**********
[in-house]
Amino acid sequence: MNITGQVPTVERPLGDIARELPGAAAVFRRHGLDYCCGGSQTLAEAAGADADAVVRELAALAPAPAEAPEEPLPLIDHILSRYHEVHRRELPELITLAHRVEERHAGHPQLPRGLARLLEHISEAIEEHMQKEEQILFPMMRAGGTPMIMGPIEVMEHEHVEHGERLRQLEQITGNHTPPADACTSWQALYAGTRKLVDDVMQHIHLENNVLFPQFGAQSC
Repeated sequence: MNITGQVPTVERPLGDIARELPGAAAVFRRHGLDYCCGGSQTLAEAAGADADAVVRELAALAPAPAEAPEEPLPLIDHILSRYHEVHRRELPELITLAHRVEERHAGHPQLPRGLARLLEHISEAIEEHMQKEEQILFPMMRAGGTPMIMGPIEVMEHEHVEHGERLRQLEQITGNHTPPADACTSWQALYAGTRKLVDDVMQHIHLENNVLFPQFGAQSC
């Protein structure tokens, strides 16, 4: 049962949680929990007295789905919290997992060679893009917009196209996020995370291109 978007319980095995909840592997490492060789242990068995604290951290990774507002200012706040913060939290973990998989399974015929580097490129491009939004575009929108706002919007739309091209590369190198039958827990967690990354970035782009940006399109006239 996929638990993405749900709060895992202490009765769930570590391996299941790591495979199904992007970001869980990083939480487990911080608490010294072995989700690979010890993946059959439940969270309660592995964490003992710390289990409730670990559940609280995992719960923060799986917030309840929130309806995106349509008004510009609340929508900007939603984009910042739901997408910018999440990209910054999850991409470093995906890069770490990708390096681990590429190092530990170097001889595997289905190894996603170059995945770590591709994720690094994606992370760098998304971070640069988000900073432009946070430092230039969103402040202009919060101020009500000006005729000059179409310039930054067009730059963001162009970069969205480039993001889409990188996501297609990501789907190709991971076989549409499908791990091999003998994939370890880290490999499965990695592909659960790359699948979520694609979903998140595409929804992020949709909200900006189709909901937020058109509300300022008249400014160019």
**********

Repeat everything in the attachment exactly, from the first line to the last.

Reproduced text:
[in-house]
Amino acid sequence: MNITGQVPTVERPLGDIARELPGAAAVFRRHGLDYCCGGSQTLAEAAGADADAVVRELAALAPAPAEAPEEPLPLIDHILSRYHEVHRRELPELITLAHRVEERHAGHPQLPRGLARLLEHISEAIEEHMQKEEQILFPMMRAGGTPMIMGPIEVMEHEHVEHGERLRQLEQITGNHTPPADACTSWQALYAGTRKLVDDVMQHIHLENNVLFPQFGAQSC
Repeated sequence: MNITGQVPTVERPLGDIARELPGAAAVFRRHGLDYCCGGSQTLAEAAGADADAVVRELAALAPAPAEAPEEPLPLIDHILSRYHEVHRRELPELITLAHRVEERHAGHPQLPRGLARLLEHISEAIEEHMQKEEQILFPMMRAGGTPMIMGPIEVMEHEHVEHGERLRQLEQITGNHTPPADACTSWQALYAGTRKLVDDVMQHIHLENNVLFPQFGAQSC
């Protein structure tokens, strides 16, 4: 049962949680929990007295789905919290997992060679893009917009196209996020995370291109 978007319980095995909840592997490492060789242990068995604290951290990774507002200012706040913060939290973990998989399974015929580097490129491009939004575009929108706002919007739309091209590369190198039958827990967690990354970035782009940006399109006239 996929638990993405749900709060895992202490009765769930570590391996299941790591495979199904992007970001869980990083939480487990911080608490010294072995989700690979010890993946059959439940969270309660592995964490003992710390289990409730670990559940609280995992719960923060799986917030309840929130309806995106349509008004510009609340929508900007939603984009910042739901997408910018999440990209910054999850991409470093995906890069770490990708390096681990590429190092530990170097001889595997289905190894996603170059995945770590591709994720690094994606992370760098998304971070640069988000900073432009946070430092230039969103402040202009919060101020009500000006005729000059179409310039930054067009730059963001162009970069969205480039993001889409990188996501297609990501789907190709991971076989549409499908791990091999003998994939370890880290490999499965990695592909659960790359699948979520694609979903998140595409929804992020949709909200900006189709909901937020058109509300300022008249400014160019």